Some months later, the two were locked in a custody dispute. The husband who'd left the relationship almost exactly, though unconsciously, aped his estranged wife's words when he asked her, "Don't you know how wrong this is?"

Our friend, actually trying to do right by both their child and her one-time husband, replied, "I thought you said that there was no such thing as right and wrong."

The fact is, that no matter how hard we try to bury it, there is such a thing as ultimate truth. The dictators of relativism cannot change that.

These days, I'm praying that neither the Roman Catholic Church or my own Evangelical Lutheran Church in America cave in to the fads of the times, but always strive to make their decisions in prayerful consideration of the witness of Scripture, God's authoritative truth source. We, in our respective church bodies, won't always get it right. We will sin. But if we keep the God we meet on the Bible's sacred pages as our True North, we'll never veer far off course or for very long.

UPDATE: Hugh Hewitt has produced a transcript of Ratzinger's entire homily on his blog. In it, I note, Ratzinger speaks of "cheap grace." So far as I know, this term was coined by the martyred German Lutheran theologian and pastor, Dietrich Bonhoeffer. It appears in Bonhoeffer's classic book, The Cost of Discipleship. In it, Bonhoeffer contrasts "cheap grace" with "costly grace."

Grace, is literally God's charitable decision to forgive sin and offer new life through Jesus Christ as a gift to all with faith in Him. (John 3:16) It is utterly free and cannot be earned, only appropriated by those who dare to entrust their lives and eternal destinies to Christ.

Bonhoeffer says that while God's grace is free, it isn't cheap. This is so, first of all, because it cost Christ His suffering and death on the cross. It's also not cheap because new life through Christ and Christ Himself are such valuable and precious commodities. "Lord, you are more precious than silver...more costly than gold," the Bible says.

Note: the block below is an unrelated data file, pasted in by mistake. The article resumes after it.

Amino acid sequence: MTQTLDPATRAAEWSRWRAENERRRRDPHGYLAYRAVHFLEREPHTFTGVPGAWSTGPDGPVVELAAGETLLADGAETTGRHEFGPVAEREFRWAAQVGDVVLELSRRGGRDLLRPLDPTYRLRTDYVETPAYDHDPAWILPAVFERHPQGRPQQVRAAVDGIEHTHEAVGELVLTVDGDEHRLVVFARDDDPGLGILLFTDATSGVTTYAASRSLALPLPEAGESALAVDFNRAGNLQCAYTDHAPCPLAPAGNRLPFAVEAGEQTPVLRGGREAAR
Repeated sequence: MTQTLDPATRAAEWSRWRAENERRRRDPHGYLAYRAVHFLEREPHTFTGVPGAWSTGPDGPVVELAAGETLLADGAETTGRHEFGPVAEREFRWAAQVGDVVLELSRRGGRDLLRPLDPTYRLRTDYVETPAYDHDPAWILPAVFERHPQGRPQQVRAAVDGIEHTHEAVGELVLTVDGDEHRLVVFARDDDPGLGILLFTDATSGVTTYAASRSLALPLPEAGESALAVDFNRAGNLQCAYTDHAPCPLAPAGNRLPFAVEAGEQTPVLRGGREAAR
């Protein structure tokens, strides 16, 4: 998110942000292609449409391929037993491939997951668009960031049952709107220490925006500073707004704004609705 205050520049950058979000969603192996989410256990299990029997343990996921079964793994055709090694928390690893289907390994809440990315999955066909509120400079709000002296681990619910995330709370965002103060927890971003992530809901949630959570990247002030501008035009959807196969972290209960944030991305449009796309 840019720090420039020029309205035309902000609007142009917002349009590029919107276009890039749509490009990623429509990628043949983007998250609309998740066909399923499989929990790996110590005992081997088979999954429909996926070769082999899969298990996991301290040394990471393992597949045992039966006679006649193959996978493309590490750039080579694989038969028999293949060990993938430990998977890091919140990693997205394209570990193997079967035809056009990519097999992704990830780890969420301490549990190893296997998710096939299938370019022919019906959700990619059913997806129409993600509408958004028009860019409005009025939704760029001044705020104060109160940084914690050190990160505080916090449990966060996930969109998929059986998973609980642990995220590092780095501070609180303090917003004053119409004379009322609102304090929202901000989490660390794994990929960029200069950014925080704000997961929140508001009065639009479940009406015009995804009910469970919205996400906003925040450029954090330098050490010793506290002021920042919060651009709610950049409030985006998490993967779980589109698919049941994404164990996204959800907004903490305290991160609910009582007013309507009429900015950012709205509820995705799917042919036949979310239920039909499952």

Finally, God's grace is costly because in order for us to receive it, it will cost us our lives. You can't hold onto the dying trophies of this life and still grasp Christ's outstretched hand. Jesus had this abandonment of self-seeking ways in mind when He said:
"If any want to become My followers. let them deny themselves and take up their cross daily and follow Me. For those who want to save their life will lose it, and those who lose their life for My sake will save it." (Luke 9:23-24)
I believe that Ratzinger is saying that the Church must not fall prey to the temptation of making itself temporarily acceptable to the dictatorship of relativism and thereby divest itself of its connection to Christ.

Cheap grace is the sort of grace we winkingly give to one another, allowing ourselves license for sin, deliberately rebelling against God and daring to call it holy.

Costly grace is the sort that comes to those who are absolutely honest about the pervasiveness of our sin and our need of God, who surrender and open themselves to the invasion of Christ into every department of their lives, who admit their unholiness, and hungrily feed on Christ's forgiveness and goodness.

ANOTHER UPDATE: John Schroeder has linked to this post on his site, Blogotional. Thanks, John! By the way, I haven't expressed any opinion on the filibuster issue to which John connects this post and have no plans for doing so.

THANKS to Joe Gandelman of The Moderate Voice for linking to this post in his extensive round-up of reactions to Cardinal Ratzinger's elevation to the papacy.

More on Keeping Politics Out of the Pulpit, Worship, Local Church

Aaron of two or three [.net] has posted on why keeping politics out of the pulpit, worship, and the local church is important for the integrity of the Church. Check out his post here.

I responded with a comment on his site:
Aaron: I obviously agree with you here.

The politicized Church is in danger of eliminating Christ from its

Furthermore, this politicized Church endangers all Christians striving to
share the Good News of Jesus. Instead of trying to persuade people of Christ's